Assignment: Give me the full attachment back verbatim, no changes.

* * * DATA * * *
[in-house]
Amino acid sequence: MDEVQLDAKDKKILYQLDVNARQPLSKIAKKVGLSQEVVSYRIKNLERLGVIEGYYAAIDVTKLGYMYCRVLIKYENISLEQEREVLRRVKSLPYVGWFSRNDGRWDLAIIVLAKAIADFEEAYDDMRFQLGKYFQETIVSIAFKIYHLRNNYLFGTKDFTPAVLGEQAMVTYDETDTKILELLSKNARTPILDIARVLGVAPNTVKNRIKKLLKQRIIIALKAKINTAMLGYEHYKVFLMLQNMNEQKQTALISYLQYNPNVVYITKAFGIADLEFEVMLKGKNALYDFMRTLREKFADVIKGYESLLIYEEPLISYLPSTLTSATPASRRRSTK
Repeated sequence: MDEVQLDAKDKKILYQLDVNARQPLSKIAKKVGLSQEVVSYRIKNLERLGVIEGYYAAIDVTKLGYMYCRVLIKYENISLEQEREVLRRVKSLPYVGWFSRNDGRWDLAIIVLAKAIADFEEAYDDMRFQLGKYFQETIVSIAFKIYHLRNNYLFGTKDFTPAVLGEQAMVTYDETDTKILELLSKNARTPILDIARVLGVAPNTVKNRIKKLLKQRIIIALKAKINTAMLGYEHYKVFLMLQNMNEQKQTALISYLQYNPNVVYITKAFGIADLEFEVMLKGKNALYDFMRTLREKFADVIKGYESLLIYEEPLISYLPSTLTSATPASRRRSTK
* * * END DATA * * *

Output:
[in-house]
Amino acid sequence: MDEVQLDAKDKKILYQLDVNARQPLSKIAKKVGLSQEVVSYRIKNLERLGVIEGYYAAIDVTKLGYMYCRVLIKYENISLEQEREVLRRVKSLPYVGWFSRNDGRWDLAIIVLAKAIADFEEAYDDMRFQLGKYFQETIVSIAFKIYHLRNNYLFGTKDFTPAVLGEQAMVTYDETDTKILELLSKNARTPILDIARVLGVAPNTVKNRIKKLLKQRIIIALKAKINTAMLGYEHYKVFLMLQNMNEQKQTALISYLQYNPNVVYITKAFGIADLEFEVMLKGKNALYDFMRTLREKFADVIKGYESLLIYEEPLISYLPSTLTSATPASRRRSTK
Repeated sequence: MDEVQLDAKDKKILYQLDVNARQPLSKIAKKVGLSQEVVSYRIKNLERLGVIEGYYAAIDVTKLGYMYCRVLIKYENISLEQEREVLRRVKSLPYVGWFSRNDGRWDLAIIVLAKAIADFEEAYDDMRFQLGKYFQETIVSIAFKIYHLRNNYLFGTKDFTPAVLGEQAMVTYDETDTKILELLSKNARTPILDIARVLGVAPNTVKNRIKKLLKQRIIIALKAKINTAMLGYEHYKVFLMLQNMNEQKQTALISYLQYNPNVVYITKAFGIADLEFEVMLKGKNALYDFMRTLREKFADVIKGYESLLIYEEPLISYLPSTLTSATPASRRRSTK